It’s widely recognised that adding people to a team often doesn’t result in increases in velocity and can even reduce the velocity of the team due to the extra communication overhead. Instead, teams look to increasing levels of automation and tools to improve their productivity without adding extra people.
Where many teams struggle however is in finding the right balance of building out the product versus “sharpening the saw” by improving their tools and automating processes. With the same people attempting to do both jobs that contention is unavoidable.
The solution then is to build a second team who’s job is entirely focussed on building, maintaining, configuring and improving the tools that the product team uses. Since the majority of tools used by a project are fairly orthogonal to the project itself – and often shared with other product teams – the tool team can be much more independent, reducing the communication overhead. Not only do the product team now have more time to devote to improving the product, they are continuously made more productive because of the work done by the tools team.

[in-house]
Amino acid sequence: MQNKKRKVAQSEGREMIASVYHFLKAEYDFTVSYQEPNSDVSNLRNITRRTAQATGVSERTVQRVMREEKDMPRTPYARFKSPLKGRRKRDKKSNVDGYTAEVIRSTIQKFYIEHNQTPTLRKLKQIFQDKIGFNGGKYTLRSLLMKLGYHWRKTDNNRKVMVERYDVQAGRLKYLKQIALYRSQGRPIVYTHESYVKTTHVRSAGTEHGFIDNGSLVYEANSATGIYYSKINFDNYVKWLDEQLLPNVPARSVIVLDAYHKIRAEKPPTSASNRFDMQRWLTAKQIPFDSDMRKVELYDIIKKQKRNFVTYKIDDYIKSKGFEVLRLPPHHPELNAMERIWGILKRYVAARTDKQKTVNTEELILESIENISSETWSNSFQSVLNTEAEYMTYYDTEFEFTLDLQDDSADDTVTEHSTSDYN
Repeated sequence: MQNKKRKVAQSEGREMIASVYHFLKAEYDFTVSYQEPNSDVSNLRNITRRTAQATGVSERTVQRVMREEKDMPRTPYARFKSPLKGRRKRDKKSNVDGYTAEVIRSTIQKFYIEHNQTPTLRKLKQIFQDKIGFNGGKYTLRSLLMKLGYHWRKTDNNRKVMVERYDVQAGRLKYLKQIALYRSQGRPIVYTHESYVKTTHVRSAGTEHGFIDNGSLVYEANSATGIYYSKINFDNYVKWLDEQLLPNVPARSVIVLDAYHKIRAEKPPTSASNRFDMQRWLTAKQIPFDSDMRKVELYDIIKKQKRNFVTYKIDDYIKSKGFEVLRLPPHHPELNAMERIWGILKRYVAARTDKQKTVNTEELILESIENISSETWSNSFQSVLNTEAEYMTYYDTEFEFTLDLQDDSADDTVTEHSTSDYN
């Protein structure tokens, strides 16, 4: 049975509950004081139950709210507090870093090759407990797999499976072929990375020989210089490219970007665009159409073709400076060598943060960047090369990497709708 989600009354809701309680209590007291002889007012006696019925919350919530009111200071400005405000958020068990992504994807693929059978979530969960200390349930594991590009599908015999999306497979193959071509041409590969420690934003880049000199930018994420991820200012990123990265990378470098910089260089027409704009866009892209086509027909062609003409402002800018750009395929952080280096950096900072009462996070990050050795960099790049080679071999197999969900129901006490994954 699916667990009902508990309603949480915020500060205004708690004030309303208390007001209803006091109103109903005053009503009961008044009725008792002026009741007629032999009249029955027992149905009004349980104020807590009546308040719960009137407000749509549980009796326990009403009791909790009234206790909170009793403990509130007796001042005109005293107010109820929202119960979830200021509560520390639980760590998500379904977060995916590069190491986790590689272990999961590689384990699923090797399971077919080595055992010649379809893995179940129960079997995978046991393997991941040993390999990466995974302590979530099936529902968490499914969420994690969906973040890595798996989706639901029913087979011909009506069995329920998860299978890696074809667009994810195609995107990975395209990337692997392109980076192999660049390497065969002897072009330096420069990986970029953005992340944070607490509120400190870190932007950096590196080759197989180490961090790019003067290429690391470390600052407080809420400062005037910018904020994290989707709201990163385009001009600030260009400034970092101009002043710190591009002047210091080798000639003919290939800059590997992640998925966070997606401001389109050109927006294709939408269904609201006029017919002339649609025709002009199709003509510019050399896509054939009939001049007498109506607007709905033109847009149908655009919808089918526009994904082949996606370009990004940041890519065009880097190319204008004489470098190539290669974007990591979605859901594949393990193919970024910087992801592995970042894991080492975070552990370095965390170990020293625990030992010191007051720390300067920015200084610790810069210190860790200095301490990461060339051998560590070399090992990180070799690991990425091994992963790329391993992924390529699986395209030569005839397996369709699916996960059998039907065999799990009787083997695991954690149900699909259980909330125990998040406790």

The most common argument against having a separate team devoted to tools is that the people building the actual product are in the best position to know what tools will make them work better and exactly how those tools should work. While this is certainly true, agile development methods are explicitly designed to help one team efficiently deliver solutions to other people’s problems. The customer for the tools team is the product team – and they already have a common understanding of software development and speak roughly the same language.
This certainly isn’t a new idea – Fred Brooks suggests it in The Mythical Man Month – and it’s used in many large companies but many small teams have a hard time switching over to this level of thinking, unable to really believe that adding people to the product team may make it go slower and that the same number of people could do significantly more if they had better tools. The time to create a dedicated tools team is significantly earlier in a team’s growth than most people initially think.